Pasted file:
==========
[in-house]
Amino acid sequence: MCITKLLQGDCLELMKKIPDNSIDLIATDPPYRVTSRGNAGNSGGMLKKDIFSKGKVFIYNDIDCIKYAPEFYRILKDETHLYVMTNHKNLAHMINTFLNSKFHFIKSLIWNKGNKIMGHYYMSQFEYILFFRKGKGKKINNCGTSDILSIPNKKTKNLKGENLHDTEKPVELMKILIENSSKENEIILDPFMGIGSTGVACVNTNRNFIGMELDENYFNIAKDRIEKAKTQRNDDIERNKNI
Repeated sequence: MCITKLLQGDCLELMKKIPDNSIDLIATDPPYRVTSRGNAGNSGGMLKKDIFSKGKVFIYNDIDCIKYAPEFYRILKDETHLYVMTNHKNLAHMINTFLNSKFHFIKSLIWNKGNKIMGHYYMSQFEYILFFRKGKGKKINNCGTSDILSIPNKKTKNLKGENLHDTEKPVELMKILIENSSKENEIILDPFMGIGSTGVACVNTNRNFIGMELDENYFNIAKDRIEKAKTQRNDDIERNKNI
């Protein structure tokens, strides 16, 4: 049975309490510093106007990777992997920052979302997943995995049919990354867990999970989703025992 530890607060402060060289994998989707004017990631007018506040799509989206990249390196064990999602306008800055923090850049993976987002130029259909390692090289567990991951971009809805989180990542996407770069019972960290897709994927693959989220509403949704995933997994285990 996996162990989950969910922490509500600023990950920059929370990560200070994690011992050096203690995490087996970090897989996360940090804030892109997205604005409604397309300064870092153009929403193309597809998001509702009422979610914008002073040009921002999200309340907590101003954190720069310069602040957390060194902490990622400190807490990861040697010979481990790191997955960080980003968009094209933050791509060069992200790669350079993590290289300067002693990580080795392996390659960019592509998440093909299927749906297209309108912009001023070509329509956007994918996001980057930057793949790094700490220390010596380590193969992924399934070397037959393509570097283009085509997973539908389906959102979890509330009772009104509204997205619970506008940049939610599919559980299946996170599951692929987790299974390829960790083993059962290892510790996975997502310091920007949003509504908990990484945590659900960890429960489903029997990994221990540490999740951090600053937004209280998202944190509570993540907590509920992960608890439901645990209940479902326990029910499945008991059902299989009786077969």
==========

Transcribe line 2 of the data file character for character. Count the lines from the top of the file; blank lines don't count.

Amino acid sequence: MCITKLLQGDCLELMKKIPDNSIDLIATDPPYRVTSRGNAGNSGGMLKKDIFSKGKVFIYNDIDCIKYAPEFYRILKDETHLYVMTNHKNLAHMINTFLNSKFHFIKSLIWNKGNKIMGHYYMSQFEYILFFRKGKGKKINNCGTSDILSIPNKKTKNLKGENLHDTEKPVELMKILIENSSKENEIILDPFMGIGSTGVACVNTNRNFIGMELDENYFNIAKDRIEKAKTQRNDDIERNKNI